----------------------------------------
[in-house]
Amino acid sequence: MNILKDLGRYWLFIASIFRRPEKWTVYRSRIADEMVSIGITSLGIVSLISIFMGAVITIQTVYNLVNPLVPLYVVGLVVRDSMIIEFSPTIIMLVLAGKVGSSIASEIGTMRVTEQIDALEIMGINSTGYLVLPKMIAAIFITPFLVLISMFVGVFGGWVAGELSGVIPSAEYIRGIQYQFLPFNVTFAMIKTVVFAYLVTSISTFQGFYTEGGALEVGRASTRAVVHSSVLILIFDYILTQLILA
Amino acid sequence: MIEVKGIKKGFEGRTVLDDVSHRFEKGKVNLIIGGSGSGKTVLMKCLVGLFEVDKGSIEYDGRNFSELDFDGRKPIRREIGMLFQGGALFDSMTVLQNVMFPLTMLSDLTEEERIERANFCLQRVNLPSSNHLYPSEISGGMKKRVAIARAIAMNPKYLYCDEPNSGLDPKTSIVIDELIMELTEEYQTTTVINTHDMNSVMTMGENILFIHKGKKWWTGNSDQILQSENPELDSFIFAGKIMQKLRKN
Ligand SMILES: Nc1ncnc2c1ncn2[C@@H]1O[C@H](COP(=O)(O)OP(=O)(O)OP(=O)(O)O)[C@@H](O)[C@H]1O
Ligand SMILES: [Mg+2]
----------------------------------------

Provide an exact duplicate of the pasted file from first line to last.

[in-house]
Amino acid sequence: MNILKDLGRYWLFIASIFRRPEKWTVYRSRIADEMVSIGITSLGIVSLISIFMGAVITIQTVYNLVNPLVPLYVVGLVVRDSMIIEFSPTIIMLVLAGKVGSSIASEIGTMRVTEQIDALEIMGINSTGYLVLPKMIAAIFITPFLVLISMFVGVFGGWVAGELSGVIPSAEYIRGIQYQFLPFNVTFAMIKTVVFAYLVTSISTFQGFYTEGGALEVGRASTRAVVHSSVLILIFDYILTQLILA
Amino acid sequence: MIEVKGIKKGFEGRTVLDDVSHRFEKGKVNLIIGGSGSGKTVLMKCLVGLFEVDKGSIEYDGRNFSELDFDGRKPIRREIGMLFQGGALFDSMTVLQNVMFPLTMLSDLTEEERIERANFCLQRVNLPSSNHLYPSEISGGMKKRVAIARAIAMNPKYLYCDEPNSGLDPKTSIVIDELIMELTEEYQTTTVINTHDMNSVMTMGENILFIHKGKKWWTGNSDQILQSENPELDSFIFAGKIMQKLRKN
Ligand SMILES: Nc1ncnc2c1ncn2[C@@H]1O[C@H](COP(=O)(O)OP(=O)(O)OP(=O)(O)O)[C@@H](O)[C@H]1O
Ligand SMILES: [Mg+2]